December 8, 2013
Get It Now!Hardball Times Annual is now available. It's got 300 pages of articles, commentary and even a crossword puzzle. You can buy the Annual at Amazon, for your Kindle or on our own page (which helps us the most financially). However you buy it, enjoy!
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Saturday, May 04, 2013
Fifty years ago today, the Braves made the history books—but not in a good way. It wasn’t a terrible day they had, but it sure was a terribly frustrating day for their pitchers, especially starter Bob Shaw. He committed a record five balks and the club ended the day with the all-time high, six.
On May 4, 1963, the Milwaukee Braves hosted the Chicago Cubs, and it didn’t take long for Shaw to start bulking up on balks.
With two outs in the first, Shaw allowed a single to Billy Williams. That was the first Cubs base runner. A few minutes later Williams stood on second, thanks to the first balk of the day.
In the second inning, Shaw allowed three base runners, but managed to get out of the inning without issuing a balk.
Sure enough, in the third, Williams led off with another single. He must’ve been dancing around off the back something fierce, because soon enough Shaw had once again balked him to second. And things weren’t done yet. Before you knew it, Williams induced another Shaw balk. That was three, all of which advanced Williams.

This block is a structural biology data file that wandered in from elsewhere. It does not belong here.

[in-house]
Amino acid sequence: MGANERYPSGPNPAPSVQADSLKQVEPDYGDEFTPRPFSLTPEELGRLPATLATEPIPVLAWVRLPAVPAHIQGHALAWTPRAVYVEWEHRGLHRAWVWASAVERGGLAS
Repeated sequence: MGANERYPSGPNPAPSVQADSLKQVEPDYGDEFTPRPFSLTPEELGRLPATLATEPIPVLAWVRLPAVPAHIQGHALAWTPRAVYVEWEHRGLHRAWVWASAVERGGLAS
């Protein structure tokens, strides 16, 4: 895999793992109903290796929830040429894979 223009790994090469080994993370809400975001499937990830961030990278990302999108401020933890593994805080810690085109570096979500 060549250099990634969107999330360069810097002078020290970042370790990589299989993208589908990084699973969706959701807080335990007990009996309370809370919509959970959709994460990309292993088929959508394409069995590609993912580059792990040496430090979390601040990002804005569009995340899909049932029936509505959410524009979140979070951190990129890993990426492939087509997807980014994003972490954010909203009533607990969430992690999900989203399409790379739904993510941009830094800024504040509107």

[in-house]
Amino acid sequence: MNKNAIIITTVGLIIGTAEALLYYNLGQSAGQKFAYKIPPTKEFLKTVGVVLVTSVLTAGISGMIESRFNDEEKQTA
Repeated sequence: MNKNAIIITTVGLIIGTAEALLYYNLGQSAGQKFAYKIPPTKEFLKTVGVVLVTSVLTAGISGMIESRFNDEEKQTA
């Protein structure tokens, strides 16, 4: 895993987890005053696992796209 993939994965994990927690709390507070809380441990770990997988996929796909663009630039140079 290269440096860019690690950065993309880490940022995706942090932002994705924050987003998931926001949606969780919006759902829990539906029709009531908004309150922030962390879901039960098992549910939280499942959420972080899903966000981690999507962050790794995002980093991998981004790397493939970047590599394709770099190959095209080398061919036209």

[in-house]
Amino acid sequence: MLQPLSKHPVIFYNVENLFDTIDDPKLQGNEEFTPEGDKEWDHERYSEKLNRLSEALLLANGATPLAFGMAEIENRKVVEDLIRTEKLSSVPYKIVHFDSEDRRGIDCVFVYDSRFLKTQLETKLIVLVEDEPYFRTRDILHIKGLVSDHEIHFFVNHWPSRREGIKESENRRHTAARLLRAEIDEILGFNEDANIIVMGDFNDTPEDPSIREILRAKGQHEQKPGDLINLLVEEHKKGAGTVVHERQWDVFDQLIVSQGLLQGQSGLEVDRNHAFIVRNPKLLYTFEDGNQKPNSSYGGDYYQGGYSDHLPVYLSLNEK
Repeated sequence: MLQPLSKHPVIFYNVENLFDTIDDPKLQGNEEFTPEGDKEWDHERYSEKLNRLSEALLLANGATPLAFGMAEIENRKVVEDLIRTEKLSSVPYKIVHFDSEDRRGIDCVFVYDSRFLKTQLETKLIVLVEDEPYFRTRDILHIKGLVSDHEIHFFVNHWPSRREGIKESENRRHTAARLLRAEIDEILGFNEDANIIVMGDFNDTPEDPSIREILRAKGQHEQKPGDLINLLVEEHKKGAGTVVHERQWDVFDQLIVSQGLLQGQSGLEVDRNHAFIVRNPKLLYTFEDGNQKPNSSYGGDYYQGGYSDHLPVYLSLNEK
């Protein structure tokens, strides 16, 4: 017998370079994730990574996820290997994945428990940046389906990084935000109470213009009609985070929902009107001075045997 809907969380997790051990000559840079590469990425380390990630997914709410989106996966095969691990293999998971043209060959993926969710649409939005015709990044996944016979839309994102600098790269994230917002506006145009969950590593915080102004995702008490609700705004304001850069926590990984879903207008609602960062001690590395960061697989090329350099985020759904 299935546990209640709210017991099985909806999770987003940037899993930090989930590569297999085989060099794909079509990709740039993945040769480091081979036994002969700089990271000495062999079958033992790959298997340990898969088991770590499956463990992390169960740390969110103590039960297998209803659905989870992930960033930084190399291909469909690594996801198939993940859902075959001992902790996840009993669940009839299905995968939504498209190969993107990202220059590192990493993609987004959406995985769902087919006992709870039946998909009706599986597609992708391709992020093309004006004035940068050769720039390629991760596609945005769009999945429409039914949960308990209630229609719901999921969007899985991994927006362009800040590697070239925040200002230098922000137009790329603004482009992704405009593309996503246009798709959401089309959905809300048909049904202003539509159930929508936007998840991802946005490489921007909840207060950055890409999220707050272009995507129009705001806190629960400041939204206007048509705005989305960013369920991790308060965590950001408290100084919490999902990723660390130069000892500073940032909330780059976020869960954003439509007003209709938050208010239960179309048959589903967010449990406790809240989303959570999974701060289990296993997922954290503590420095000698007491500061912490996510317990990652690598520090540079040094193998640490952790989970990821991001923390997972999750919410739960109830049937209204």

And the inning still wasn’t over.
After two outs failed to advance Williams, leaving him seemingly stranded on third, Shaw walked shortstop Andre Rodgers. And wouldn’t you know it—Shaw balked yet again. That finished off balking Williams around the bases. Three balks in one inning, and four on the day.
In the fourth inning Shaw managed to avoid another balk despite putting base stealing threat Lou Brock on base, but that was his last hurrah. In the fifth, he allowed singles to Williams (of course!) and Ernie Banks. And that’s when Shaw unleashed balk No. 5. No one else has ever balked five times in one outing, and Shaw did it in five innings. Rather interestingly, Williams was the lead runner for all five balks. Did Williams have the whammy or him or was it just a coincidence? Who knows?
Anyhow, after the fifth balk Shaw walked two straight batters and then had to take a walk to the showers. The bullpen generally avoided balks, but in the eighth Denny Lemaster issued their sixth balk of the game. The runner? Would you believe it was yet again Williams. Whatever Williams did on the bases that day sure was working.
Oh, and the Cubs issued a balk of their own, one that scored a run when umpires called Paul Toth for it in the seventh. Truly the umpires were looking for the balk that day. The Cubs won, 7-5, but more memorable than the score were all those pesky balks.
Aside from that, many other events celebrate their anniversary or “day-versary” (which is something that occurred X-thousand days ago) today. Here they are, with the better ones in bold if you’d rather just skim.
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